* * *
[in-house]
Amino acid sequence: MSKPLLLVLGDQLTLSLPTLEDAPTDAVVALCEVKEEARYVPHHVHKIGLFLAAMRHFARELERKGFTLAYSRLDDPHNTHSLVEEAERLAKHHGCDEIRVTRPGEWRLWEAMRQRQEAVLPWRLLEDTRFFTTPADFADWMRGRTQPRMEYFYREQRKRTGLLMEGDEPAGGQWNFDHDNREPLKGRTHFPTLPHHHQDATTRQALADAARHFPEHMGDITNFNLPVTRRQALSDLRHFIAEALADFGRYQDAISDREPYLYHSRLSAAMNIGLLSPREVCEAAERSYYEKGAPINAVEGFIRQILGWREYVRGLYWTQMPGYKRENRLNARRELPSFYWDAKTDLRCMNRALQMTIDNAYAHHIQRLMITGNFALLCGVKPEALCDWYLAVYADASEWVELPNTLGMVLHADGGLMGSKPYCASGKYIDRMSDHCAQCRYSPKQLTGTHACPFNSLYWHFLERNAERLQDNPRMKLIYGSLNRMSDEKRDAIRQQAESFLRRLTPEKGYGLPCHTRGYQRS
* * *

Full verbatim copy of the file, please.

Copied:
[in-house]
Amino acid sequence: MSKPLLLVLGDQLTLSLPTLEDAPTDAVVALCEVKEEARYVPHHVHKIGLFLAAMRHFARELERKGFTLAYSRLDDPHNTHSLVEEAERLAKHHGCDEIRVTRPGEWRLWEAMRQRQEAVLPWRLLEDTRFFTTPADFADWMRGRTQPRMEYFYREQRKRTGLLMEGDEPAGGQWNFDHDNREPLKGRTHFPTLPHHHQDATTRQALADAARHFPEHMGDITNFNLPVTRRQALSDLRHFIAEALADFGRYQDAISDREPYLYHSRLSAAMNIGLLSPREVCEAAERSYYEKGAPINAVEGFIRQILGWREYVRGLYWTQMPGYKRENRLNARRELPSFYWDAKTDLRCMNRALQMTIDNAYAHHIQRLMITGNFALLCGVKPEALCDWYLAVYADASEWVELPNTLGMVLHADGGLMGSKPYCASGKYIDRMSDHCAQCRYSPKQLTGTHACPFNSLYWHFLERNAERLQDNPRMKLIYGSLNRMSDEKRDAIRQQAESFLRRLTPEKGYGLPCHTRGYQRS